In what has been an inevitably miserable start to the year for the embattled UK economy, which may or may not have fallen into recession, the overseas travel sector continues to provide some cheer.

Package holiday operators, airlines and travel agents have been indicating demand from customers in the UK remains strong, in spite of the enormous pressures on household finances arising from the protracted inflation crisis and surge in interest rates.

Unemployment has thankfully remained relatively low by historical standards so that will have provided some support to demand for holidays, even if there are quite rightly questions about the quality and security of many jobs in the UK.

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However, a key factor appears to be consumers continuing to prioritise overseas holidays over many other things. This should perhaps come as no great surprise in these dismal times, although it is probably quite remarkable nonetheless given just what grim shape the UK economy is in.

Budget airline Ryanair, which counts the UK among its key markets, declared on Monday that “travel demand remains high”.


It revealed that traffic grew 7% to 41.4 million passengers, comparing its third quarter to December 31 with the same three months of 2022, while average fares rose 13% to more than 42 euros, on the back of “a strong [October] mid-term and peak Christmas/New Year travel”.

The airline noted that “close-in loads and fares were softer than originally expected” but attributed this to “the sudden removal of Ryanair flights from many OTA (online travel agency)…websites” in early December.

Ryanair has been in dispute with some online travel agency sites for a long time - objecting to them selling its flights in the way they have been.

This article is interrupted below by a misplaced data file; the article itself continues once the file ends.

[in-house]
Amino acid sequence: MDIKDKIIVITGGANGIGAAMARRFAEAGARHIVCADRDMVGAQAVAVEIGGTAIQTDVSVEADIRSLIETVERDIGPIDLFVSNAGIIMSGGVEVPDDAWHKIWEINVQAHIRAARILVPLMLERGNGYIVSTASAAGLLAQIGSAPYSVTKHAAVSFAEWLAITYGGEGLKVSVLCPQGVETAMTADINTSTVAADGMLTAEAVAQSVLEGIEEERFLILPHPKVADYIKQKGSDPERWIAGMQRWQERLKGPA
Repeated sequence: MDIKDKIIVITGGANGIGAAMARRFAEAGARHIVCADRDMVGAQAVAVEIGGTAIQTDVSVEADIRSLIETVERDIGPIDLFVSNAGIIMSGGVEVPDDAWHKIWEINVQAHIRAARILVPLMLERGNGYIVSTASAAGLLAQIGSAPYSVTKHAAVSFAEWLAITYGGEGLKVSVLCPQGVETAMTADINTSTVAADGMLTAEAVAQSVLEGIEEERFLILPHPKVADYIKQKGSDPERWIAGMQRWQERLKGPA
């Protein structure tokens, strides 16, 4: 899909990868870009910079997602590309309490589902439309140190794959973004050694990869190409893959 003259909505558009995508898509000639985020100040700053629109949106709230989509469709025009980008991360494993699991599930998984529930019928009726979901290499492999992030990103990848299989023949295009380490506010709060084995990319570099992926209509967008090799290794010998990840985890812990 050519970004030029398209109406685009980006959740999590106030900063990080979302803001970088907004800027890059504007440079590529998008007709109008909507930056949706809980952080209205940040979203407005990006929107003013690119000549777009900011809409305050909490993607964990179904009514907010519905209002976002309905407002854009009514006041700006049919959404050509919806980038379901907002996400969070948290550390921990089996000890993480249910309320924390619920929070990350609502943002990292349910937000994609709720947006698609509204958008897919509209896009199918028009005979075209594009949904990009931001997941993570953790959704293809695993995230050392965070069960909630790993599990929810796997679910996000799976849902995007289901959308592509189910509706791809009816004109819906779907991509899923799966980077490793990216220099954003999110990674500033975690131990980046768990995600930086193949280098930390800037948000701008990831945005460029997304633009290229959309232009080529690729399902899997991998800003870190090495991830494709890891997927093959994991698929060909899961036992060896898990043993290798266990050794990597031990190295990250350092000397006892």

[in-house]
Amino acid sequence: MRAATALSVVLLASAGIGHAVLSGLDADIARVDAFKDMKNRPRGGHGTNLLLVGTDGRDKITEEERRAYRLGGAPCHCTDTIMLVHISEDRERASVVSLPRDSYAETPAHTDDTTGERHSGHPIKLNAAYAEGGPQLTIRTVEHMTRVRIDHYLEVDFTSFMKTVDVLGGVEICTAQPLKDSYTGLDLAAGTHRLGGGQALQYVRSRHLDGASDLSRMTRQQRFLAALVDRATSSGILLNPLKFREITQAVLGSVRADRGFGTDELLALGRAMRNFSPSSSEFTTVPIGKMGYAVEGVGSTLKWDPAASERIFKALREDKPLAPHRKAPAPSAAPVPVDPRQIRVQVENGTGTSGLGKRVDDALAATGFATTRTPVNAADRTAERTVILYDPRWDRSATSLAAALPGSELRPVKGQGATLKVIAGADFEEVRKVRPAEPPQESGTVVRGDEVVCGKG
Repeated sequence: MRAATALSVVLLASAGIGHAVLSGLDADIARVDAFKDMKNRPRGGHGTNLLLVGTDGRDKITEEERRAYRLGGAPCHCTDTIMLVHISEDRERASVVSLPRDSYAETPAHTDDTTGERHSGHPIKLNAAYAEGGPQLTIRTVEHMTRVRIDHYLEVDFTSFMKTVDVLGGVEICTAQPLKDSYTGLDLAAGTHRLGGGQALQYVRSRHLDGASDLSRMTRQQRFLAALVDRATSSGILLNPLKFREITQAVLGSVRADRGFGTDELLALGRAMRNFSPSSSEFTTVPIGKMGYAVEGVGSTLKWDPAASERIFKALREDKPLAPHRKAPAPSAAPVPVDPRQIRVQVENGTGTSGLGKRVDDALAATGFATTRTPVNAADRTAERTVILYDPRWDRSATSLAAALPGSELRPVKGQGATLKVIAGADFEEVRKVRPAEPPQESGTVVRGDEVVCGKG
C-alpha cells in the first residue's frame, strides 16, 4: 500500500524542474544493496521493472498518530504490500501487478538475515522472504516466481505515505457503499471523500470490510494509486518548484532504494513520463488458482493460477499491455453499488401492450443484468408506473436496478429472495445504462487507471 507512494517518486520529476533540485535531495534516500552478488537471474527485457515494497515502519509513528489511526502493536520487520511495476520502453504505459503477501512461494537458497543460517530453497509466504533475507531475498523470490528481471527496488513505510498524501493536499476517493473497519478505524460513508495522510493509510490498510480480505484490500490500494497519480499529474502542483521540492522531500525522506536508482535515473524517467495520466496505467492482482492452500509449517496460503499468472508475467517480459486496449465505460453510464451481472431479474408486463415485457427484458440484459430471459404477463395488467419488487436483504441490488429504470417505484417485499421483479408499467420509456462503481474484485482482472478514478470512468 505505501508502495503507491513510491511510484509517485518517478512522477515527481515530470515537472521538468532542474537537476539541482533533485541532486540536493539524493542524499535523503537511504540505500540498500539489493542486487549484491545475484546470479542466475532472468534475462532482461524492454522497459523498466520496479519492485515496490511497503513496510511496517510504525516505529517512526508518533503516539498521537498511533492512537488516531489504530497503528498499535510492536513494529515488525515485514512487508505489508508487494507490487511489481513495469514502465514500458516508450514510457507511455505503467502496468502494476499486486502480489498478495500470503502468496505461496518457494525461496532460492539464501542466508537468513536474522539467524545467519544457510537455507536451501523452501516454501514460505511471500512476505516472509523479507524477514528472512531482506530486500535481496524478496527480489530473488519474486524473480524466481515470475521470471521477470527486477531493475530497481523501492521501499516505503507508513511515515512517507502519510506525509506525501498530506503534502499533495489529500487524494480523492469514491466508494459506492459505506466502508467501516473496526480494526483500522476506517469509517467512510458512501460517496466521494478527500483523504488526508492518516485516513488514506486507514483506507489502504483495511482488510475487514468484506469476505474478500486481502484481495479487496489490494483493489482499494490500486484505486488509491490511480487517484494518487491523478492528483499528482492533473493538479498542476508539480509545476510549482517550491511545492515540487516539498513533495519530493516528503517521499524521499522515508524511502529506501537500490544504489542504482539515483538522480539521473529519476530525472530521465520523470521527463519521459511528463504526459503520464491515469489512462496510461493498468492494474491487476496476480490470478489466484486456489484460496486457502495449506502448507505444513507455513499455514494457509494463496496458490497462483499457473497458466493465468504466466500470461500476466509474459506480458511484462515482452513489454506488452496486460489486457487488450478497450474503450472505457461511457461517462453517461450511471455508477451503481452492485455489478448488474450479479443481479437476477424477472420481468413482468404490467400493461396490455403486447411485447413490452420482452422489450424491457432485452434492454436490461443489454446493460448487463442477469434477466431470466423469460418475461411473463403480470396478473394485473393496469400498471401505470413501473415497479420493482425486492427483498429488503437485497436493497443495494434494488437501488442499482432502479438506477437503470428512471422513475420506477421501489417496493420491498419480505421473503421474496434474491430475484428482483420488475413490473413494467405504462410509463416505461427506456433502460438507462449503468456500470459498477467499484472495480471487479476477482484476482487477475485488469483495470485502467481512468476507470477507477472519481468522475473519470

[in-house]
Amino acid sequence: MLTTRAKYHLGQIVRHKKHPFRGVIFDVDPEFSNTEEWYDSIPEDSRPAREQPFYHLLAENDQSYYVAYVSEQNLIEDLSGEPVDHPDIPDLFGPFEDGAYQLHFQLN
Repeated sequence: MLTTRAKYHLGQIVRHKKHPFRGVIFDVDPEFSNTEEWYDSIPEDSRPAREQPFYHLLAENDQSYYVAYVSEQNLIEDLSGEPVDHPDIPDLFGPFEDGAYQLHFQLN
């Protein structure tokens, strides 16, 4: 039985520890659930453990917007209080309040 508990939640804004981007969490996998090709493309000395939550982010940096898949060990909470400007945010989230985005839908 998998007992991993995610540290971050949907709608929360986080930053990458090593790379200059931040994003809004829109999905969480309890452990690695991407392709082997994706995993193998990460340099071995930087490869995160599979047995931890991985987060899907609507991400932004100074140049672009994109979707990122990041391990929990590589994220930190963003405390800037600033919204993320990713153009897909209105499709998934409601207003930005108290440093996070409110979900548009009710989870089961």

The effect on trading from the sudden removal of its flights from some online travel agency sites is clearly not demand-related. And this was underlined by Ryanair’s “travel demand remains high” statement.

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Airline easyJet was also upbeat when it provided an update last week on the quarter to December.

While noting the “onset of conflict” in the Middle East on October 7 had “short-term impacts from a pause in flights to Israel and Jordan, which currently remains in place, and a temporary slowdown in flight bookings for the wider industry”, easyJet said: “Demand and bookings have recovered strongly from late November.”

It noted its package holidays business had recorded “another strong quarter, with customer numbers increasing by 48% compared to the same period last year, and a profit of £30 million, a 131% increase year-on-year".

easyJet said: “Although still early, bookings for summer 2024 are building well, with the turn of the year bookings period showing an increase in both volume and pricing compared to the same period last year.”

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Johan Lundgren, chief executive of easyJet, said: “We delivered an improved performance in the quarter which is testament to the strength of demand for our brand and network. The popularity of easyJet holidays also continues to grow, with 48% more customers in the period.